> > > exit logic can
> > > get very convoluted.
> > >
> > > I've always been partial to single exit logic.  I didn't
> > > become a fan until
> > > trying to insert trace statements, just as you describe, in
> > > other people's
> > > code.  It can be a nightmare.
> > >
> > > - Paul
> > >
> > > Paul Glezen
> > > Consulting IT Specialist
> > > IBM Software Services for WebSphere
> > > 818 539 3321
> > >
> > >
> > > Benson Chen <benson@porivo.com>@porivo.com on 12/17/2001 01:57:15 PM
> > >
> > > Please respond to "Log4J Developers List"
> > > <log4j-dev@jakarta.apache.org>
> > >
> > > Sent by:  bchen@porivo.com
> > >
> > >
> > > To:   log4j-dev@jakarta.apache.org
> > > cc:
> > > Subject:  automatic trace insertion
> > >
> > >
> > >
> > > Hi all,
> > >
> > > I'm interested in automatically inserting log4j trace
> > > statements at the
> > > beginning of all methods and right before the end of a method (return
> > > statement or thrown exception).  I'm presuming most people have worked
> > > on projects with extensive class libraries and it would be great if
> > > there was a class parser that could intelligently insert log4j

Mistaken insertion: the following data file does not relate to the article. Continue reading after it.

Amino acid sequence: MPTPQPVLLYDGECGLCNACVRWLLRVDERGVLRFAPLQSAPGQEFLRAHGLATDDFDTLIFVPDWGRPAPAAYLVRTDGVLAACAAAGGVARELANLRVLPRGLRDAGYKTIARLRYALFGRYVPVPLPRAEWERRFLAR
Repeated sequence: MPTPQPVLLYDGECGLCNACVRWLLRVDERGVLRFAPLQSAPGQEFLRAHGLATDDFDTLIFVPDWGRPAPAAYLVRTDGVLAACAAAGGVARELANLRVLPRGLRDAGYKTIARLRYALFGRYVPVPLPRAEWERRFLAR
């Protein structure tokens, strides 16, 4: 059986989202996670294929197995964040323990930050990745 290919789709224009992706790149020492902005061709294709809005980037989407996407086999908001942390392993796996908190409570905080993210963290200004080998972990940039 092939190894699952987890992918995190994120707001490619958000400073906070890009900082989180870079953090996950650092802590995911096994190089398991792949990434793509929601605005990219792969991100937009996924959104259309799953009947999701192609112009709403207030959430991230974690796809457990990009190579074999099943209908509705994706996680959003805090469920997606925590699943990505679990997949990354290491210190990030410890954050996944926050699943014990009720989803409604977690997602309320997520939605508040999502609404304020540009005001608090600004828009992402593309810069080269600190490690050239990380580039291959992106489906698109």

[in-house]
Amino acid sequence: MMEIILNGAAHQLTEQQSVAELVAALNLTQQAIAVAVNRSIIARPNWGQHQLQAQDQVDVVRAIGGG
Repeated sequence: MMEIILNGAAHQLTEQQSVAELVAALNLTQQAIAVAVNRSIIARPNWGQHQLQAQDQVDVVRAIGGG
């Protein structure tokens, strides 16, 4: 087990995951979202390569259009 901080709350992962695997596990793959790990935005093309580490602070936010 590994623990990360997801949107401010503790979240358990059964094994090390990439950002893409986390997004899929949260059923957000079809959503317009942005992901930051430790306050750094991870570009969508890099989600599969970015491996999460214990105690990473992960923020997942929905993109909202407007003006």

> > > statements automatically.  If there isn't anything out there
> > > like that,
> > > does anyone know of a java class parser that can be used to
> > > do this sort
> > > of thing?  Thoughts or ideas?  Thanks!
> > >
> > > --
> > > Benson Chen
> > > Director of Software Engineering
> > > Porivo Technologies, Inc.
> > > Phone: (919)806-0566x12
> > > E-Mail: benson@porivo.com
> > > "Measuring end-to-end Web performance"
> > >
> > >
> > >
> > >
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> --
> Benson Chen
> Director of Software Engineering
> Porivo Technologies, Inc.
> Phone: (919)806-0566x12
> E-Mail: benson@porivo.com
> "Measuring end-to-end Web performance"
>
> --
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--
Benson Chen
Director of Software Engineering
Porivo Technologies, Inc.
Phone: (919)806-0566x12
E-Mail: benson@porivo.com
"Measuring end-to-end Web performance"